Character words: “Say what?”

When writing my first draft,
I often make the same mistakes.

One of the mistakes that I can’t seem
to catch the first time around is
the tone of my character’s delivery.

We all know that dialogue tags deliver a ton of info,
including tone, style, and the
pace of your character’s words.

Tags have to be placed well,
to make sure that the reader’s tracking,
or the reader will get peeved.
(Timing is everything.)

Take tone, for instance.

If I write the “how it was delivered part”
after the reader has already “heard” the line
in his or her head, then the reader will do a double-take…
and maybe even get ticked at me,
for changing up what was in her head.

I know you’ve been there. You’ve felt the same pain.
(Because it takes you out of the flow of the story.)

In our dialogue,
we simply can’t change the character’s voice
after the reader has already read the lines.
(Readers don’t like it.)

Here’s what I mean:

“So, did I miss anything?” Sal whispered.
As a reader, I’ve already read the line
as if Sal spoke in a normal voice.

In my head I didn’t hear him whisper
until after I read the words.

Oh, phooey.

I, the reader, have to go back and read the line again…
or at least make a mental change, before I move on.
I’m now out of the flow of the story.
(Bad. Very bad.)

Dialogue tag order is as important as the info.

I admit it: When I read, I’m super critical.
I can be forgiving, to a point.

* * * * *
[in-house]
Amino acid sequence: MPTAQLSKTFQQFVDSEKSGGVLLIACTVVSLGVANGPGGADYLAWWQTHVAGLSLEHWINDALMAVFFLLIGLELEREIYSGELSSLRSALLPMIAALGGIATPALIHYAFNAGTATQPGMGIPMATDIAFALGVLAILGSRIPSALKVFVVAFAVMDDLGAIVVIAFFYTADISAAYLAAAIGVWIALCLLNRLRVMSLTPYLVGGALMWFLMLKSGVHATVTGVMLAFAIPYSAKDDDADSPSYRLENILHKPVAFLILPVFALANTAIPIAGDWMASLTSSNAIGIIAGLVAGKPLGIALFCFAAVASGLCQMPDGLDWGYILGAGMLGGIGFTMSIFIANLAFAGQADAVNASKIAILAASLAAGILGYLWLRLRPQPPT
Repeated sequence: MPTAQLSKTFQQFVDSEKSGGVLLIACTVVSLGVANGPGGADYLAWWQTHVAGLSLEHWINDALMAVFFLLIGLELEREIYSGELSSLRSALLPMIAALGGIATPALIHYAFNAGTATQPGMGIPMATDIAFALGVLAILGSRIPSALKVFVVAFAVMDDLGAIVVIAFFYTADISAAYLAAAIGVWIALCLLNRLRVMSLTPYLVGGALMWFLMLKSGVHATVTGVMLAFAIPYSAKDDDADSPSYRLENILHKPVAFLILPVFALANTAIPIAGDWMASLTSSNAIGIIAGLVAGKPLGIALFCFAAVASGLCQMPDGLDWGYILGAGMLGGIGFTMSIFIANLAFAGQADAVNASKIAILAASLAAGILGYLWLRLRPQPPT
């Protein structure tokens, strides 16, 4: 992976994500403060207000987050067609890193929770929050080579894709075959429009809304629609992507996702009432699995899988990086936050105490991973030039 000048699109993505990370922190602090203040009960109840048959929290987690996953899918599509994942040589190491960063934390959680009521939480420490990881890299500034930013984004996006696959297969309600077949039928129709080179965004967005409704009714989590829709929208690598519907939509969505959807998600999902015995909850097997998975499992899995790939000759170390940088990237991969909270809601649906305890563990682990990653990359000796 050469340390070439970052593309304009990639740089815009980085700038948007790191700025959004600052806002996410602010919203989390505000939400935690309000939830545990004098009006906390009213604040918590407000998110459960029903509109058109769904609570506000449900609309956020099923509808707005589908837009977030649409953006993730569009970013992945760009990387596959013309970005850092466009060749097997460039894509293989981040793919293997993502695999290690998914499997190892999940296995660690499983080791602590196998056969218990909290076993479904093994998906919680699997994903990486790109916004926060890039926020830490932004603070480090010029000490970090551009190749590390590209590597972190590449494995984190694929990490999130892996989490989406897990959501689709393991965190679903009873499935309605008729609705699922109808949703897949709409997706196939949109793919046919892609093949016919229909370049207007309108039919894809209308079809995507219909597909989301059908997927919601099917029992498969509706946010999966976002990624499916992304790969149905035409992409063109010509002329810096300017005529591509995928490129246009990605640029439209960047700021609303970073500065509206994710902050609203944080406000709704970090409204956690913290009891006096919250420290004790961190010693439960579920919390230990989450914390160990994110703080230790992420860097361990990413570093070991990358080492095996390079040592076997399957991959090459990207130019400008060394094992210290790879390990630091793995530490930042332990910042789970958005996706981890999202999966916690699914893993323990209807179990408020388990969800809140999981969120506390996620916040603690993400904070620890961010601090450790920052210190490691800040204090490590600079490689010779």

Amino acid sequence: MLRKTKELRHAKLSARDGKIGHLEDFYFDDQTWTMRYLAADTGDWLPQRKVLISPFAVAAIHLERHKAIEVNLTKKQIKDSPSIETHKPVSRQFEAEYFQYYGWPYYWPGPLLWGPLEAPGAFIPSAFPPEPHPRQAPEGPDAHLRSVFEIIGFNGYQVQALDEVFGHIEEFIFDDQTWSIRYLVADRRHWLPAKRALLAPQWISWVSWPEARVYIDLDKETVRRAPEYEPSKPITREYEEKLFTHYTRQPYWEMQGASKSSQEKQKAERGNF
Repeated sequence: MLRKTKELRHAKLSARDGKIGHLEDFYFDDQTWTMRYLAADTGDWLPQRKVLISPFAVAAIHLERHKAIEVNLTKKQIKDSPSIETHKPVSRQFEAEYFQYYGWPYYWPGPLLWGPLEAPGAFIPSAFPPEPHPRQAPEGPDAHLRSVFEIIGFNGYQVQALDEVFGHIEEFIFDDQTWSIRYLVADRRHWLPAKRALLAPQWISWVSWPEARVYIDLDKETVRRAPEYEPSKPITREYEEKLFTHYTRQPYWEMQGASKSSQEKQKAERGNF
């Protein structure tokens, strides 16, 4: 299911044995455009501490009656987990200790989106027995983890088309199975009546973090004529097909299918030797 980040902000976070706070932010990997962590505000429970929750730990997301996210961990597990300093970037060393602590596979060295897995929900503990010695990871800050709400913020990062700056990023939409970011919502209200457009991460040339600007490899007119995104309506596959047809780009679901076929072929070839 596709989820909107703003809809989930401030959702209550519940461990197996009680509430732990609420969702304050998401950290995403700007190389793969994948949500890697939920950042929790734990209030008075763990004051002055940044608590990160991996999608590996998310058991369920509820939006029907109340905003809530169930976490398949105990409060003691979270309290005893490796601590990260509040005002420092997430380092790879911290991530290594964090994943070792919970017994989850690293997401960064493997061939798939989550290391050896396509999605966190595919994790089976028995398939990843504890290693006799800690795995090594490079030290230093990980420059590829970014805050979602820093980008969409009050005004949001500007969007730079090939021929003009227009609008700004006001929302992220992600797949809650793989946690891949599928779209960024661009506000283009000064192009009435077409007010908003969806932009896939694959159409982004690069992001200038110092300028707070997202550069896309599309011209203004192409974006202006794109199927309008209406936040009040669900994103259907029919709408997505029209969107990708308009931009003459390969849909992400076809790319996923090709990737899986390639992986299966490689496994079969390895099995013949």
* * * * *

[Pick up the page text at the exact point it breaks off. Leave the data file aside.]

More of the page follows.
But if the author keeps messing with the order,
I put the book down.

In my head, I’m saying to the author
(if it’s even for a split second),
“Hey, dude (or dudette) —
I want to know that he’s whispering earlier on.
Quit mixing up the order in the dialogue tag.”

Order is an easy fix, though.

Here’s our too-late-tone example again:
“So, did I miss anything?” Sal whispered.

And here’s a fix:

He leaned into her ear. “So…” whispered Sal.
“Did I miss anything?”

Now the dialogue flows.
And while I read,
I heard the words in the right tone, in my head.
Because of order.

Here’s another one:
“The answer was staring us in the face. We just missed it.”
Her voice was cold and measured.

Same thing. Cold and measured.

Shoot. I didn’t get that.
I already read the line as normal voice, in my head.
Not cold and measured.

Here’s a fix:
She didn’t mean to, but her words came out measured and cold.
“The answer was staring us in the face,” she said.
“We just missed it.”

Or here’s another possible fix:
“The answer was staring us in the face,” she said,
her voice cold and measured. “We just missed it.”

(There are many right ways to write.)

So. Tone. Help your reader out.
(Keep him or her in the story.)
Put tone first.

Oh. And readers won’t thank you
because they won’t notice.

They’ll be oblivious and read on
smoothly, as if nothing happened.

* Thup.
waterstreet pumpkin

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